Investing in bonded veterinary clients

Building space for pet adoptions makes perfect financial sense for this full-service veterinary practice.
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May 31, 2014
By dvm360.com staff

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An existing development plan for area influenced these finishes. “While we wanted the design to complement the existing building development, we also wanted to create a warm and inviting building,” says Dr. Kremer. To that end, the doctors chose heavy timber construction and a curtain wall at the lobby and vestibule. The remainder of the exterior is brick and natural stone with storefront windows throughout. The pitched roof allowed a bonus space on the second floor, which is used for extern quarters and obedience classes.

Dedicating three large areas within a hospital to a nonprofit center might sound counterintuitive to good business practices, but it makes sense for Oswego Animal Hospital in Oswego, Ill. This hospital—part of a larger network of hospitals in the Chicago area—includes space at the front of the hospital for homeless pets, a bonding room that allows potential pet owners space to interact with pets and a retail space with proceeds donated to the Humane Society.

“Dedicating our time and space within our hospital to pet adoptions is a quadruple-win,” says co-owner Dr. Anthony Kremer. “First, we save a homeless pet’s life. Second, student externs learn surgery and shelter medicine practices while working with our homeless pets. Third, a family gets a new pet. And lastly, we win a new client.”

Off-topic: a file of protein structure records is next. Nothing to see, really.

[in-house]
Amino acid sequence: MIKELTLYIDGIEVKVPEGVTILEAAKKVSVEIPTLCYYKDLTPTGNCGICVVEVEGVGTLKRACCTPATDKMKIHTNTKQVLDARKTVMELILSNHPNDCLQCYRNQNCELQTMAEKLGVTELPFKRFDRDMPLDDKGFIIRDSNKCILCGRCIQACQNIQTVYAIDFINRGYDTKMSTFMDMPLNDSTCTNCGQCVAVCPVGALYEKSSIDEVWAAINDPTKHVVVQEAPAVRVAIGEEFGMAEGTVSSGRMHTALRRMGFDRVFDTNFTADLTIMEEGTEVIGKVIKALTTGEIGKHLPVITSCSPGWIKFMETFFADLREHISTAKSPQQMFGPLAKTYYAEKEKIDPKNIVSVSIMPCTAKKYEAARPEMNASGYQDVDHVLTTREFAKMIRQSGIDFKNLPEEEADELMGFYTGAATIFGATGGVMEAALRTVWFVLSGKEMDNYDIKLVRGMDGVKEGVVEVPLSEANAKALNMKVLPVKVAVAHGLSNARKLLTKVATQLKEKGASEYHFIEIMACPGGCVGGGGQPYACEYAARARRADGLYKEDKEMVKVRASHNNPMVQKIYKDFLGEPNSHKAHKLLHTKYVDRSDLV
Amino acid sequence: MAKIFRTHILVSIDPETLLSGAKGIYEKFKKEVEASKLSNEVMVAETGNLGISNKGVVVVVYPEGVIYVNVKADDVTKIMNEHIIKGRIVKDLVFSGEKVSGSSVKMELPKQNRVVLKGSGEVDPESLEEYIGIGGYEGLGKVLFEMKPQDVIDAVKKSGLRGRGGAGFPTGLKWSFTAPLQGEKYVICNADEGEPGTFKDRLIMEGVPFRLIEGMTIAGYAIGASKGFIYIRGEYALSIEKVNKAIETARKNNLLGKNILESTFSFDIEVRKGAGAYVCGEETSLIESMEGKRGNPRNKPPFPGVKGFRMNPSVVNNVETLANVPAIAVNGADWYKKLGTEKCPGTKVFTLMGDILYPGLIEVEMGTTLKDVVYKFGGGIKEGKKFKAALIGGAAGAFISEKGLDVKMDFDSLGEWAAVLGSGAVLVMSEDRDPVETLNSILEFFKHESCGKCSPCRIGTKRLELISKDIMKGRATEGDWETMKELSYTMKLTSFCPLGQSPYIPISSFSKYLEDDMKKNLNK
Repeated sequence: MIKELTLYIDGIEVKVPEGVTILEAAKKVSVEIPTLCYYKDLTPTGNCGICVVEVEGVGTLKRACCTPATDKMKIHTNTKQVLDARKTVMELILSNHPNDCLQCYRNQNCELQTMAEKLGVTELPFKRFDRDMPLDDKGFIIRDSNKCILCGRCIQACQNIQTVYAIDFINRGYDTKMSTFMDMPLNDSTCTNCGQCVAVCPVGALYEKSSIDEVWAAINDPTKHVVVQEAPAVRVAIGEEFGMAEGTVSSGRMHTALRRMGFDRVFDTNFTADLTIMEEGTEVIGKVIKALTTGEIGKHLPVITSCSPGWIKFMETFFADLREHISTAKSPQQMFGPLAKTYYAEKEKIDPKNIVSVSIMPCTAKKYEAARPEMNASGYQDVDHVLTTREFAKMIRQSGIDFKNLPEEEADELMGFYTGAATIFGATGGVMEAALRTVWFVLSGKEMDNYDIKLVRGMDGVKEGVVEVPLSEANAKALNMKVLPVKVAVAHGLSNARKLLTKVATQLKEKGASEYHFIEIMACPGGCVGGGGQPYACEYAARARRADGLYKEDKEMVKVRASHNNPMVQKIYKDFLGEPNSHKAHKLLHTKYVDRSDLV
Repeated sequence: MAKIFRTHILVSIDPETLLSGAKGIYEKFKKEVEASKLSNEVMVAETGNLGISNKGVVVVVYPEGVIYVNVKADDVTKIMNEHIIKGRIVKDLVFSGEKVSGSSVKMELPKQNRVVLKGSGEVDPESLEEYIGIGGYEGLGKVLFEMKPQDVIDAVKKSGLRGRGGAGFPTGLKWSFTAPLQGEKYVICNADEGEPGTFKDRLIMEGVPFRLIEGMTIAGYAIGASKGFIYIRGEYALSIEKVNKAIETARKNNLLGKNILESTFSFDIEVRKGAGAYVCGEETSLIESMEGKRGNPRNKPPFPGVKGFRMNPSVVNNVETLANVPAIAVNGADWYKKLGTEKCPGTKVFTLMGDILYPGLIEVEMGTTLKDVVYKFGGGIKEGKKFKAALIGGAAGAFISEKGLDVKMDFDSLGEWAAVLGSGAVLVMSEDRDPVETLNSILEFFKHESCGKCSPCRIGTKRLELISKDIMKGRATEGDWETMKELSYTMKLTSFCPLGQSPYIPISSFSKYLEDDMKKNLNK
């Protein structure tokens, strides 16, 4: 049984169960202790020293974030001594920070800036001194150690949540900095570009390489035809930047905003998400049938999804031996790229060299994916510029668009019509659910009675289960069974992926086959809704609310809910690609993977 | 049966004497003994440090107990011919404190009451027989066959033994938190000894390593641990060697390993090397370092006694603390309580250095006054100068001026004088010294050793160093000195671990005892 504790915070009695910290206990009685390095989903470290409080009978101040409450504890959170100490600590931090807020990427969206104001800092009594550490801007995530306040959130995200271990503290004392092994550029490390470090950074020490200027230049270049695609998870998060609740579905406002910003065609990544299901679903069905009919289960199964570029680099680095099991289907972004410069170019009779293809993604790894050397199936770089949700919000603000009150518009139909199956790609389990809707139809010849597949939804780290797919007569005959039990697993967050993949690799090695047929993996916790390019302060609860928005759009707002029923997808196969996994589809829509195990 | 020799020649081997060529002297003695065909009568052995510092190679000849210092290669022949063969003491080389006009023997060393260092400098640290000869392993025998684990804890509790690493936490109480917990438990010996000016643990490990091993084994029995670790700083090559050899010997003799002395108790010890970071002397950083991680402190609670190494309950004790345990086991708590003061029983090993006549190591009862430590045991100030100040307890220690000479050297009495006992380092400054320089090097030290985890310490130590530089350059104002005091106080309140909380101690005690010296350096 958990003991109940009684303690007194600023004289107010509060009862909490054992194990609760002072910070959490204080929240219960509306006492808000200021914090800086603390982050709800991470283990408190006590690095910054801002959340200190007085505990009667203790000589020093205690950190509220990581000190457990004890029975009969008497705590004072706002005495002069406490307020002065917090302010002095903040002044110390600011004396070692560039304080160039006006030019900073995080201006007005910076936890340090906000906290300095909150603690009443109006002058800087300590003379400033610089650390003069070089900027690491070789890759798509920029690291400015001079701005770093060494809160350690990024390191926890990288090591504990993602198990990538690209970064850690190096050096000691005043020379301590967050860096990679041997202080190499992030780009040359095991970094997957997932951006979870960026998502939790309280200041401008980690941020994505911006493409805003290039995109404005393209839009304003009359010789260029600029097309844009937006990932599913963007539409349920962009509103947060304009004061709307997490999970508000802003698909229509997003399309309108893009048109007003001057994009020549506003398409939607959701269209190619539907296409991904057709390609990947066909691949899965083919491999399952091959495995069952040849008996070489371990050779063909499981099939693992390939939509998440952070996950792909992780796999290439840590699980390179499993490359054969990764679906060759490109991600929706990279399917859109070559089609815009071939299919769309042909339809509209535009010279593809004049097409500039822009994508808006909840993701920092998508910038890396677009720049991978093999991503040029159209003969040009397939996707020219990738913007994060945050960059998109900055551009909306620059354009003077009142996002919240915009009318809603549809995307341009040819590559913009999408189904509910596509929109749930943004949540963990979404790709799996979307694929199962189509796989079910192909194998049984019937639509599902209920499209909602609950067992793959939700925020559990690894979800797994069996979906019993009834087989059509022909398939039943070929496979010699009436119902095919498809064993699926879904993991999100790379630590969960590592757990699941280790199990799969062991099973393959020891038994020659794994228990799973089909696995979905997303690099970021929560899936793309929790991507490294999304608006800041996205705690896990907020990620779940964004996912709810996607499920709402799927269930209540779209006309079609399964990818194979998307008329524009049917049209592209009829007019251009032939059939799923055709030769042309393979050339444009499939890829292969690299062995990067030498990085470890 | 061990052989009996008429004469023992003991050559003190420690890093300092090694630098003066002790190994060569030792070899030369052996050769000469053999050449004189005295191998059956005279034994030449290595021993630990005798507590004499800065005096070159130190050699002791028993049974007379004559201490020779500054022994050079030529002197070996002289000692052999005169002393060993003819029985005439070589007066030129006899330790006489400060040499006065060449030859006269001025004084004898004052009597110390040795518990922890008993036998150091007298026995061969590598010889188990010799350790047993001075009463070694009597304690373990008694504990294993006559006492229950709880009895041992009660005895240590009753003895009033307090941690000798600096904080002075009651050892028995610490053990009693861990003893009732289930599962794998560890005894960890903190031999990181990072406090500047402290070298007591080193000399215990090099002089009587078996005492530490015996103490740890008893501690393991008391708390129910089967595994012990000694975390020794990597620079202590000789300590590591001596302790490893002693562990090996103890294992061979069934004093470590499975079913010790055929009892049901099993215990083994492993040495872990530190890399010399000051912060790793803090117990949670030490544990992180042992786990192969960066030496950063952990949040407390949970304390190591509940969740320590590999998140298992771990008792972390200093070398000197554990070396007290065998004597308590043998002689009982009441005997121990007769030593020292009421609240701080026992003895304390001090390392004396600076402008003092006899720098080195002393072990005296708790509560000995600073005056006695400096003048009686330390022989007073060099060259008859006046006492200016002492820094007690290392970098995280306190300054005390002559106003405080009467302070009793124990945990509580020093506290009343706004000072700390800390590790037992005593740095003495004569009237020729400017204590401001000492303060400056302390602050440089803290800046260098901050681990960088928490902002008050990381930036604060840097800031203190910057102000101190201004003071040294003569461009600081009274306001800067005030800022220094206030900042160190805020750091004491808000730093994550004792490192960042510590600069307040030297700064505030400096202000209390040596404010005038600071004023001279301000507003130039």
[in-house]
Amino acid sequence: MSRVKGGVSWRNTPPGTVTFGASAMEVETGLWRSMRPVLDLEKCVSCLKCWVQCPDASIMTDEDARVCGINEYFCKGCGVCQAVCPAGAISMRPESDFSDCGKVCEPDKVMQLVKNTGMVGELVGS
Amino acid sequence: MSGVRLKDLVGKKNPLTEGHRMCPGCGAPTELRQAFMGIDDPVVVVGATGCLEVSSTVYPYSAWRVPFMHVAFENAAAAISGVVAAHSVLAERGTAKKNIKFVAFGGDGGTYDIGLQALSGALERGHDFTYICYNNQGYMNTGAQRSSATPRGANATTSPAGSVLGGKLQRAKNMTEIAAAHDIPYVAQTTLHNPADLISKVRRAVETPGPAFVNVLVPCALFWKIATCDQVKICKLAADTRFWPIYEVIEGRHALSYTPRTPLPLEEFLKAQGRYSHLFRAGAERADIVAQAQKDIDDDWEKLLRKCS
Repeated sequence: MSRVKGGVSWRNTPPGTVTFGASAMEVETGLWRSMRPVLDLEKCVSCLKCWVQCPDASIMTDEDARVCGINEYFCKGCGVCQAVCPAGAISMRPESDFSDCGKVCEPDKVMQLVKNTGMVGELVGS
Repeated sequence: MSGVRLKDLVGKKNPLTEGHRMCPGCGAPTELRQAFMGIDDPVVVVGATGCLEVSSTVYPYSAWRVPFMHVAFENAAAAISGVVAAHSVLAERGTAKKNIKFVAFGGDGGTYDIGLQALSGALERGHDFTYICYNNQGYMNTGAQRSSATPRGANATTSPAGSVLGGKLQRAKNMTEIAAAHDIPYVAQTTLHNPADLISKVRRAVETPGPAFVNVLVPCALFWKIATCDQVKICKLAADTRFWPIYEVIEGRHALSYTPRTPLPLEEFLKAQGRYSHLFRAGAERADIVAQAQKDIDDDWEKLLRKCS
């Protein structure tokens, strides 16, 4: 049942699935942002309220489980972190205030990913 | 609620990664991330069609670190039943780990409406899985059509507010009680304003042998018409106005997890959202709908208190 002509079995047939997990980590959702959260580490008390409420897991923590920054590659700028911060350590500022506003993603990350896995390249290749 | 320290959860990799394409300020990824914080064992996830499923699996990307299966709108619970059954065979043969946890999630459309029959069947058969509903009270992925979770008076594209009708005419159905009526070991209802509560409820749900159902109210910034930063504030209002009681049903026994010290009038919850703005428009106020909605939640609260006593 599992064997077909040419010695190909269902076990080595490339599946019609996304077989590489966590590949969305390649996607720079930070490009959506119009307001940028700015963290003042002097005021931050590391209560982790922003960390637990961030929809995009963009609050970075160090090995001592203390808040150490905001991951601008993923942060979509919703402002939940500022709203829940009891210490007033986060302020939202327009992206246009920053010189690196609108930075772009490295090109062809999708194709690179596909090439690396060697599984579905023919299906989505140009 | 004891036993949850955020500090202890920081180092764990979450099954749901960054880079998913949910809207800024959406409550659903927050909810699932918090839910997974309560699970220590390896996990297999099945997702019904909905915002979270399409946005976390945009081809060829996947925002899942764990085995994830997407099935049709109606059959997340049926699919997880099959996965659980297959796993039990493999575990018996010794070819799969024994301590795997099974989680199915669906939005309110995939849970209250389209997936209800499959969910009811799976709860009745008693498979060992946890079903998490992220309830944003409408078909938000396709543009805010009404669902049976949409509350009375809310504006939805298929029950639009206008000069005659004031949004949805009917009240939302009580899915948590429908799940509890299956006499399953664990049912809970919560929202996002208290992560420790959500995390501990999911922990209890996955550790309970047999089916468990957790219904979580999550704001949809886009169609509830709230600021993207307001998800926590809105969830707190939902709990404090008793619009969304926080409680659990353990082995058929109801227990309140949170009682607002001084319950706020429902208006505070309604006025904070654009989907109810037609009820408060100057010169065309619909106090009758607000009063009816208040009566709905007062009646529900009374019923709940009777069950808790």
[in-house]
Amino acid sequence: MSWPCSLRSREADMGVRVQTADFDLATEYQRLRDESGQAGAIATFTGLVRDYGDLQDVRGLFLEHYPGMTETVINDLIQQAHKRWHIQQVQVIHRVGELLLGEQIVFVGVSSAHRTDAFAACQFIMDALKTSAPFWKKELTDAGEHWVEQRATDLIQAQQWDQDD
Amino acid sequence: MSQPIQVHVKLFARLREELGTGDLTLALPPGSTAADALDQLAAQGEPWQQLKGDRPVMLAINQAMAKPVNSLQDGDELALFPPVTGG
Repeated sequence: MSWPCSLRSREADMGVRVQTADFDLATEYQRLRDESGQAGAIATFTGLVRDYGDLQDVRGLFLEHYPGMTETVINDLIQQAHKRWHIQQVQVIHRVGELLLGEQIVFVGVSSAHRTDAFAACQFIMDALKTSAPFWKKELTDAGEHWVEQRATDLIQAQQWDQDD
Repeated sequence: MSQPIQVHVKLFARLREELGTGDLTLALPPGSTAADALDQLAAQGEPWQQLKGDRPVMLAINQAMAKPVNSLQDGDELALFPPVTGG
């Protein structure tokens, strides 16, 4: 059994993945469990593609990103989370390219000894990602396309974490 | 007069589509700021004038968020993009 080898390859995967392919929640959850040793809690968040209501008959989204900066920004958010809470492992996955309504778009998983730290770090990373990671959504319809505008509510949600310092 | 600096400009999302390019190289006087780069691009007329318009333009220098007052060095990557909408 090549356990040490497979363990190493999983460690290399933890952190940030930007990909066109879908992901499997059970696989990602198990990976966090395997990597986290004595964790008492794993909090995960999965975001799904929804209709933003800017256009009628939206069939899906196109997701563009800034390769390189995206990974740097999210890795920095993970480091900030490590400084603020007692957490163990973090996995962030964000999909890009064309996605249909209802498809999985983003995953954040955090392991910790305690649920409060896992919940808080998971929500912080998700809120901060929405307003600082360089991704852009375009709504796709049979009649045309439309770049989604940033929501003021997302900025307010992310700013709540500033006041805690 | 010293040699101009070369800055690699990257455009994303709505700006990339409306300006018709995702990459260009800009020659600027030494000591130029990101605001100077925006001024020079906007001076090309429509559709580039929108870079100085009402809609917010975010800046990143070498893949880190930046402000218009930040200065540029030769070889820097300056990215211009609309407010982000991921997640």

Oswego Animal Hospital adopts out more than 1,000 pets per year. Dr. Kremer says these adoptions result in many new clients, who feel extremely bonded to the practice, which in turn benefits the practice financially.

The connection among clients, pets and the practice doesn’t end with adoptions. Oswego Animal Hospital is a full-service facility, with medical care as well as obedience classes, boarding and grooming.

“Our philosophy is to offer services other doctors might not offer and to do so in the most beautiful state-of-the-art facility in the area,” says Dr. Kremer. “Pets that use us for grooming and boarding come to the facility six to eight times a year. We use that opportunity to examine the pet and discover medical issues early. Simply put, pets that use our hospital for those ancillary services get better care and possibly have longer lives than pets that only go to the veterinarian once or twice a year.”

Takeaway tip:
A thoughtfully planned-out space—even if it’s just for boarding and grooming—shows clients you want to give them a valuable, convenient veterinary experience that goes beyond great medical care.

Photography credit: Brian Fritz, Brian Fritz Photography

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Exam room

Six rooms let the seven doctors see patients in style. Two doors separate client space from doctors’ work areas, with the pharmacy hallway running directly behind the exam rooms. Porcelain tile floors and built-in benches complete the look.